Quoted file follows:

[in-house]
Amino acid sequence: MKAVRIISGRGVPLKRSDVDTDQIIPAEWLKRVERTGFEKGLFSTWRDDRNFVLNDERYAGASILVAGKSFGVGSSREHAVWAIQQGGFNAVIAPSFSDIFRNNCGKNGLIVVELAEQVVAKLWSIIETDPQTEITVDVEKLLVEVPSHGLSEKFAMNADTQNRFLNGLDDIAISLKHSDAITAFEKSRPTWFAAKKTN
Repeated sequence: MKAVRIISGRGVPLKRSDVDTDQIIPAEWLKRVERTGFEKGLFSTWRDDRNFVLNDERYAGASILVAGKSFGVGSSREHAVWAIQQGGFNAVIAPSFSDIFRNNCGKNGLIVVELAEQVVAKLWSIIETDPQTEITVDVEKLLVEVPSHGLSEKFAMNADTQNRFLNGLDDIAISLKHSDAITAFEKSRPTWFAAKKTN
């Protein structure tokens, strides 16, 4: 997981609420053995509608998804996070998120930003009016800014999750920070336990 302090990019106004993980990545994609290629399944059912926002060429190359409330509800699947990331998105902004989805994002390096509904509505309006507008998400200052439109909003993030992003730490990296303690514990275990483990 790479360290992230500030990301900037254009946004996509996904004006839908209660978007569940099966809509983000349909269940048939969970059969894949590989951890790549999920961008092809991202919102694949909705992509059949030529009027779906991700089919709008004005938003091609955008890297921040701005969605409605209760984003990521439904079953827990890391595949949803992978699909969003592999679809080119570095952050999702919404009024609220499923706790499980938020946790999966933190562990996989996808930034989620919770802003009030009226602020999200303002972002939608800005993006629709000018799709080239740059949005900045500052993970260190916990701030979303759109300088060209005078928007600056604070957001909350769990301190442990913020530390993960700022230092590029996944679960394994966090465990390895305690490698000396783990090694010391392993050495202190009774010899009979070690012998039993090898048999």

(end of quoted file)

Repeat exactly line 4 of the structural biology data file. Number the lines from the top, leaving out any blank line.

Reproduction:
């Protein structure tokens, strides 16, 4: 997981609420053995509608998804996070998120930003009016800014999750920070336990 302090990019106004993980990545994609290629399944059912926002060429190359409330509800699947990331998105902004989805994002390096509904509505309006507008998400200052439109909003993030992003730490990296303690514990275990483990 790479360290992230500030990301900037254009946004996509996904004006839908209660978007569940099966809509983000349909269940048939969970059969894949590989951890790549999920961008092809991202919102694949909705992509059949030529009027779906991700089919709008004005938003091609955008890297921040701005969605409605209760984003990521439904079953827990890391595949949803992978699909969003592999679809080119570095952050999702919404009024609220499923706790499980938020946790999966933190562990996989996808930034989620919770802003009030009226602020999200303002972002939608800005993006629709000018799709080239740059949005900045500052993970260190916990701030979303759109300088060209005078928007600056604070957001909350769990301190442990913020530390993960700022230092590029996944679960394994966090465990390895305690490698000396783990090694010391392993050495202190009774010899009979070690012998039993090898048999």